- Disable USB drives to avoid malware risks and offers employees an alternate way of transferring data such as a collaboration tool.
Another common scam in this Covid-19 cybersecurity age is fake websites. Bogus websites began popping up left and right when the coronavirus pandemic started. Don’t expect them to go away anytime soon.
Cyber criminals like to link to these bogus websites in their phishing attempts (e.g., links in emails). The problem is, they also like to make bogus websites look like legitimate ones. Scammers may do this by using similar domain names to those of legitimate websites (e.g., http://www.example.com versus https://www.example.gov). Or, they may add company logos to fake websites to make them look more realistic.
Luckily, there are things you can do to make sure the website you’re visiting is legitimate. Before clicking away, check the link. Again, hover over the link before you click. Does the link seem long? Does it have a lot of random text, characters, or numbers? Do your research and compare the contents of the link to an actual link from the website.
In addition to checking your links, you should also take a few other precautions to verify the website is secure:
- Check to see if the website has a secure connection (look for the lock icon in the search bar.)
- Look for “https” in the URL instead of “http” (the ‘s’ stands for secure.)
- Check for contact information on the website.
- Watch for signs of website malware (e.g., suspicious pop-ups and fake-looking ads.)
Another thing to watch for is fake ads. You may see a bogus ad while searching for information online or on an insecure site.
Cybercriminals use fake advertisements to trick people into providing their information for things like coronavirus loans, stimulus checks, and more.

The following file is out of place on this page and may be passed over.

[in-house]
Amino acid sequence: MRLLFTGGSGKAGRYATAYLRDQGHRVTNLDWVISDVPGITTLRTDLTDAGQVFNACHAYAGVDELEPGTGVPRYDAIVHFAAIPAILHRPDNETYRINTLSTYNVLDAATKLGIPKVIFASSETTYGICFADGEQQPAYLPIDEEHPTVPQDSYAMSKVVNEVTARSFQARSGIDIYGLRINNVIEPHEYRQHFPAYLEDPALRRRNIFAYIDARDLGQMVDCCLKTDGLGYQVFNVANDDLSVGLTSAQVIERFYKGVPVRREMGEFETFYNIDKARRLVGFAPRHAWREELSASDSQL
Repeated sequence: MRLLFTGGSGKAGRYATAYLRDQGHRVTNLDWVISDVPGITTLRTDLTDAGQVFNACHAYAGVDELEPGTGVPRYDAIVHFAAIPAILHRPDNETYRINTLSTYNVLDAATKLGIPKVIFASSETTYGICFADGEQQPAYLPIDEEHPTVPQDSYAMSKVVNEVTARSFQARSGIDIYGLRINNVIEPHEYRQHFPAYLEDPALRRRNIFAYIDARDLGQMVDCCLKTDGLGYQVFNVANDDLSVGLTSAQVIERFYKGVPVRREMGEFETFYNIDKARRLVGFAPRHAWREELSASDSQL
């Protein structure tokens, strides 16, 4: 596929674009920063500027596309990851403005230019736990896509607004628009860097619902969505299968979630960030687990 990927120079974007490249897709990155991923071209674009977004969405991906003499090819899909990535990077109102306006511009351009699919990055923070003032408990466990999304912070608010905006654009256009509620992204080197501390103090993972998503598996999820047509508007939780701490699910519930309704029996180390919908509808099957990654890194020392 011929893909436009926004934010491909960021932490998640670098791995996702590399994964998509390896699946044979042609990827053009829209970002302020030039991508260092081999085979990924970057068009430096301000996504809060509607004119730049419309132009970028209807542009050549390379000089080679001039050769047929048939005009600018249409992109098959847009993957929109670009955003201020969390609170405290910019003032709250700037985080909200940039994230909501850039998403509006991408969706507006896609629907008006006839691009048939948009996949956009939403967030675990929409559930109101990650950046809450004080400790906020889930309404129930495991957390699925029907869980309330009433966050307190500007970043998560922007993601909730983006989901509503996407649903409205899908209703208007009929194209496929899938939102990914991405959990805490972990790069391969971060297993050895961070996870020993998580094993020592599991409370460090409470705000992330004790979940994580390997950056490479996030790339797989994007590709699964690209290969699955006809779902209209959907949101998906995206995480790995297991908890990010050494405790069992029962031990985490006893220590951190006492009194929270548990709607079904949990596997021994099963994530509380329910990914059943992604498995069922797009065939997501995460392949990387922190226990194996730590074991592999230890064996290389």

Like with phishing emails, the ads may have a sense of urgency to them. For example, a bogus advertisement for a small business loan may say something like “Act now before funds run out.”
Do not click ads on unfamiliar websites and pages and never provide any business or personal information online if it’s not a secure website.
Phony Calls and Texts
Fishing attacks are not limited to email. With 5 billion people sending and receiving text messages, there are plenty of targets for cybercriminals to attack. The evolution of technology provides scammers with the ability to phish through text messages and robocalls.
If you receive a strange text or voicemail from an unknown sender or caller, do not respond or click on any links.
For text messages, the general rule of thumb is to use the same precautions as you would with coronavirus-related phishing emails. Don’t click any links (especially if it’s a random phone number.) Watch for spelling and grammatical errors, and don’t provide any personal information.
When it comes to phone calls, use caution. Don’t give away any personal information over the phone, especially your Social Security number or bank account information. If you feel like a call is suspicious, trust your gut and hang up.
Protect Your Business from Coronavirus Cybersecurity Threats
Eventually a scammer will try to get you to fall for an attack, especially during a crisis. Luckily, there are plenty of ways to dodge these cybersecurity attacks and keep your business safe from hackers.
To protect your business:
- Think twice before you click a link or an attachment. Look for suspicious signs.
- Watch for red flags, e.g., sense of urgency in an email.
- Be leery of providing personal or business information.
- Report scams if you see one.
- Provide security training for employees.
- Use encryption for sensitive business information.
- Have security measures in place, e.g., firewalls).
The more prepared and educated your business is against Covid-19 cybersecurity attacks, the better. You can’t stop cybercriminals from coming after you, but you can take measures to avoid security breaches.
Let us Help. If it’s time to upgrade to a more robust security system for your business, protect your cash flow with an accounts receivable loan from Allied Financial Corporation. Contact us today.